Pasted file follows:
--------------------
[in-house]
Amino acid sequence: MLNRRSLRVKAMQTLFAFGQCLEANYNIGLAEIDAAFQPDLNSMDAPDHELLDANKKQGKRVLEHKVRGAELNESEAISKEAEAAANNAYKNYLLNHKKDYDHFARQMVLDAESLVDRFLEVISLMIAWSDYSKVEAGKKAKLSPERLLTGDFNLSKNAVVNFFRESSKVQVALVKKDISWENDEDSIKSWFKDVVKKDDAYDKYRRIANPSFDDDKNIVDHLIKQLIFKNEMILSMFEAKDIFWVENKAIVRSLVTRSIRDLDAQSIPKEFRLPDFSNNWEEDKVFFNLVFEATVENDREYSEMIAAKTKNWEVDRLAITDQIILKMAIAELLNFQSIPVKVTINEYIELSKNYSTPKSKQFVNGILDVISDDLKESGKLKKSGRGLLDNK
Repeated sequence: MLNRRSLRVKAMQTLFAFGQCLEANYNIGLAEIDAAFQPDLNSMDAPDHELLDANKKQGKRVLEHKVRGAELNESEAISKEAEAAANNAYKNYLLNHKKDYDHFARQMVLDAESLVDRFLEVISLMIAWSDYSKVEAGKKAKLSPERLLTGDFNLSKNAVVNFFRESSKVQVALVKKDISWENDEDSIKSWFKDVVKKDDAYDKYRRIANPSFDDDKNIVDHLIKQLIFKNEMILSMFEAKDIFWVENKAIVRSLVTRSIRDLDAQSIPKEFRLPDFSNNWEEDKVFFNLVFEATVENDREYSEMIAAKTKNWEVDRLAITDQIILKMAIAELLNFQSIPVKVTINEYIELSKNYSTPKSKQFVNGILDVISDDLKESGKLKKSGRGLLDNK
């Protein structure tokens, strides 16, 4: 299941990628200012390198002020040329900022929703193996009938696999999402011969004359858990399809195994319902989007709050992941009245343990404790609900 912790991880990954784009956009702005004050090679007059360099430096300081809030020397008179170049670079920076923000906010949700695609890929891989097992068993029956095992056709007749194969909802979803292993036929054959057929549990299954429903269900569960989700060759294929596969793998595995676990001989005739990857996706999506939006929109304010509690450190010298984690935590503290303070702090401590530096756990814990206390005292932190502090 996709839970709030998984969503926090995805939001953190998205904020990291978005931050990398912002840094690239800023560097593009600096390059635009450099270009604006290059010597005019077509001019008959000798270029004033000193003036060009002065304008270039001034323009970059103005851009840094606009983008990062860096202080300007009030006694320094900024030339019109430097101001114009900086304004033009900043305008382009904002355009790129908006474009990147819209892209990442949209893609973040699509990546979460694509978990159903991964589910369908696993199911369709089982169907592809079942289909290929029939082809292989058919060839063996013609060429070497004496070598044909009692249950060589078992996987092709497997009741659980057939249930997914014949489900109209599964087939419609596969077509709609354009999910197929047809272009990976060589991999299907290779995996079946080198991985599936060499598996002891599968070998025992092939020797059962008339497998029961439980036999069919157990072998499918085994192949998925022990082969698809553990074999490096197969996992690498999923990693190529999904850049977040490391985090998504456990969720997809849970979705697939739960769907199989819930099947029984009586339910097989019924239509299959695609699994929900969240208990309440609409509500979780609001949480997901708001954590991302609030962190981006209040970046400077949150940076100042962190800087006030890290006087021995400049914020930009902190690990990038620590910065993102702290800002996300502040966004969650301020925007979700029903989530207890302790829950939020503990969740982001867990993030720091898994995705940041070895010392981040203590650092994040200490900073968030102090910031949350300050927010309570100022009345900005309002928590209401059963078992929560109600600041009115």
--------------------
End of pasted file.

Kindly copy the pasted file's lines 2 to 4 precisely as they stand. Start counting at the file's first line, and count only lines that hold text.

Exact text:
Amino acid sequence: MLNRRSLRVKAMQTLFAFGQCLEANYNIGLAEIDAAFQPDLNSMDAPDHELLDANKKQGKRVLEHKVRGAELNESEAISKEAEAAANNAYKNYLLNHKKDYDHFARQMVLDAESLVDRFLEVISLMIAWSDYSKVEAGKKAKLSPERLLTGDFNLSKNAVVNFFRESSKVQVALVKKDISWENDEDSIKSWFKDVVKKDDAYDKYRRIANPSFDDDKNIVDHLIKQLIFKNEMILSMFEAKDIFWVENKAIVRSLVTRSIRDLDAQSIPKEFRLPDFSNNWEEDKVFFNLVFEATVENDREYSEMIAAKTKNWEVDRLAITDQIILKMAIAELLNFQSIPVKVTINEYIELSKNYSTPKSKQFVNGILDVISDDLKESGKLKKSGRGLLDNK
Repeated sequence: MLNRRSLRVKAMQTLFAFGQCLEANYNIGLAEIDAAFQPDLNSMDAPDHELLDANKKQGKRVLEHKVRGAELNESEAISKEAEAAANNAYKNYLLNHKKDYDHFARQMVLDAESLVDRFLEVISLMIAWSDYSKVEAGKKAKLSPERLLTGDFNLSKNAVVNFFRESSKVQVALVKKDISWENDEDSIKSWFKDVVKKDDAYDKYRRIANPSFDDDKNIVDHLIKQLIFKNEMILSMFEAKDIFWVENKAIVRSLVTRSIRDLDAQSIPKEFRLPDFSNNWEEDKVFFNLVFEATVENDREYSEMIAAKTKNWEVDRLAITDQIILKMAIAELLNFQSIPVKVTINEYIELSKNYSTPKSKQFVNGILDVISDDLKESGKLKKSGRGLLDNK
């Protein structure tokens, strides 16, 4: 299941990628200012390198002020040329900022929703193996009938696999999402011969004359858990399809195994319902989007709050992941009245343990404790609900 912790991880990954784009956009702005004050090679007059360099430096300081809030020397008179170049670079920076923000906010949700695609890929891989097992068993029956095992056709007749194969909802979803292993036929054959057929549990299954429903269900569960989700060759294929596969793998595995676990001989005739990857996706999506939006929109304010509690450190010298984690935590503290303070702090401590530096756990814990206390005292932190502090 996709839970709030998984969503926090995805939001953190998205904020990291978005931050990398912002840094690239800023560097593009600096390059635009450099270009604006290059010597005019077509001019008959000798270029004033000193003036060009002065304008270039001034323009970059103005851009840094606009983008990062860096202080300007009030006694320094900024030339019109430097101001114009900086304004033009900043305008382009904002355009790129908006474009990147819209892209990442949209893609973040699509990546979460694509978990159903991964589910369908696993199911369709089982169907592809079942289909290929029939082809292989058919060839063996013609060429070497004496070598044909009692249950060589078992996987092709497997009741659980057939249930997914014949489900109209599964087939419609596969077509709609354009999910197929047809272009990976060589991999299907290779995996079946080198991985599936060499598996002891599968070998025992092939020797059962008339497998029961439980036999069919157990072998499918085994192949998925022990082969698809553990074999490096197969996992690498999923990693190529999904850049977040490391985090998504456990969720997809849970979705697939739960769907199989819930099947029984009586339910097989019924239509299959695609699994929900969240208990309440609409509500979780609001949480997901708001954590991302609030962190981006209040970046400077949150940076100042962190800087006030890290006087021995400049914020930009902190690990990038620590910065993102702290800002996300502040966004969650301020925007979700029903989530207890302790829950939020503990969740982001867990993030720091898994995705940041070895010392981040203590650092994040200490900073968030102090910031949350300050927010309570100022009345900005309002928590209401059963078992929560109600600041009115």